19 August, 2012
Reporter: Alex Cullen
Producer: Ali Russell
Researcher: Kelly Hawke
From those paralysed by tragedy to those scarred by war, animals are transforming the lives of humans each and every day. Alex Cullen met some extraordinary people whose lives have been changed by a surprising collection of animals.
Take Detroit-based Mona Ramouni. Blind since birth, she relies on a miniature guide horse named Cali to get around, one of only six guide horses in the world. Every time Mona and Cali leave the house, they turn heads – especially when we accompanied them on a cross-country flight to reunite with the woman who trained Cali.
Cullen also met with 28-year-old Ned Rogers, who was left a quadriplegic after a tragic car accident seven years ago. His Boston family needed a hand caring for him, so capuchin monkey Kasey came to stay. Aside from helping with everyday tasks like fetching a dropped phone, turning the pages of a book or putting on a DVD, Kasey has brought laughter and fun back into Ned’s life.
“She puts the biggest smile on my face that does a lot to rejuvenate the spirit,” said Rogers.
Closer to home, Cullen visited the Wagga Wagga home of cerebral palsy sufferer Amanda McKenzie and her assistance dog, Tiggy. Not only can Tiggy unload the washing machine, open doors and get milk out of the fridge, Amanda confirmed that while the practical help is invaluable, the emotional bond he provides is even more important. “He doesn’t ask for anything,” said Amanda, fighting back tears.
“He doesn’t care about the chair and he doesn’t look at me any differently,” she said.
Animals are helping humans overcome not just physical scars, but also psychological ones. Monty Roberts, the man they call the Horse Whisperer, has built a career training horses using revolutionary non-violent techniques. But he’s only recently begun harnessing these techniques to help war veterans suffering post-traumatic stress. Former US Staff Sergeant Alicia Watkins survived the 9/11 attack on the Pentagon and the horrors of battle in Iraq and Afghanistan. But returning home, the scars of war continued to haunt her. She was homeless for a year, before attending the Monty Roberts clinic that would turn her life around. “I was a dead woman walking… After a few minutes in the ring with the horse, I could see something that would forever change the course of my life,” said Watkins.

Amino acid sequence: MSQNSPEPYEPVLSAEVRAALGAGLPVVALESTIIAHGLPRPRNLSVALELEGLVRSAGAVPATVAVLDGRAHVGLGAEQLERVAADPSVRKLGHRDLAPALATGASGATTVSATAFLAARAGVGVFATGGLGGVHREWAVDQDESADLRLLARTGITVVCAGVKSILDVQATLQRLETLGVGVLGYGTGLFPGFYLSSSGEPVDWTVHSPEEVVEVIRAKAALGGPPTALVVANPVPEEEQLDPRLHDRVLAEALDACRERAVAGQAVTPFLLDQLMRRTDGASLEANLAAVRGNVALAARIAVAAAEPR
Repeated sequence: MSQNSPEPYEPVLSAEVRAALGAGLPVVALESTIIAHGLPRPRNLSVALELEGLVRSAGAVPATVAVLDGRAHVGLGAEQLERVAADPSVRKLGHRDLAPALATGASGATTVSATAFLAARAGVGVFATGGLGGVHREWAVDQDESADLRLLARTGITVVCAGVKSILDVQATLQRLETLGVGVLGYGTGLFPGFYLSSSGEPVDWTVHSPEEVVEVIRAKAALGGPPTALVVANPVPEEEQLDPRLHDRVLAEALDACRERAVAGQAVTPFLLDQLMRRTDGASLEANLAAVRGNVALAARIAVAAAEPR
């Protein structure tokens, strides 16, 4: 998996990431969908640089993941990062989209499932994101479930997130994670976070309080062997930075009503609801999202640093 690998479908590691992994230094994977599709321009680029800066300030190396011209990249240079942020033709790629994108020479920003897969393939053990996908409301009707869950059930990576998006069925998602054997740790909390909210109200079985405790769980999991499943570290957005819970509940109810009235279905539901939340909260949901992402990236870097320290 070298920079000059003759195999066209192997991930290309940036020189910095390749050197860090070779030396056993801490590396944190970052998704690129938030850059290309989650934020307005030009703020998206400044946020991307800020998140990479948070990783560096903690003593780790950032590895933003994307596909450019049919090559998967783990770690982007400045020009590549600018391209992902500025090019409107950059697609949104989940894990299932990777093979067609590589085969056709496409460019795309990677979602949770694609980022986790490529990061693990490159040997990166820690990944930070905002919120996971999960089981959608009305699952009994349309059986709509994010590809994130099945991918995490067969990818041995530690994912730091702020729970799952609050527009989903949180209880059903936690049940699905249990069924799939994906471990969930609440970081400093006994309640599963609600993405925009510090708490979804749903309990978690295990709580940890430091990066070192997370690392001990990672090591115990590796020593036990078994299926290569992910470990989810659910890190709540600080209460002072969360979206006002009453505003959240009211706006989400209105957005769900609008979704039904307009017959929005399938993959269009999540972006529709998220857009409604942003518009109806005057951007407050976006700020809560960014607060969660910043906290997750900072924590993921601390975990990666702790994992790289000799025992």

Find out more about Monty Roberts, the 'Horse Whisperer', and his horse clinics for war veterans suffering PTSD. Roberts is also touring Australia from late August to early September.
Helping Hands: Monkey Helpers for the Disabled is the world’s only non-profit organisation dedicated to training capuchin monkeys to provide assistance to people with mobility impairments. Click HERE to donate.
Assistance Dogs Australia trains Labradors and Golden Retrievers to help people with physical disabilities.
Assistance Dogs Australia are looking for volunteers to help raise prospective Assistance dogs until they’re 16 months old as well as puppy-sitters.
For information on guide horse training contact Zen Horsemanship.
You can follow the adventures of Cali and Mona on their blog.
Special thanks to Dolores Arste and Sue Brook, Cali’s trainers, and Becky Montano, Cali’s breeder.
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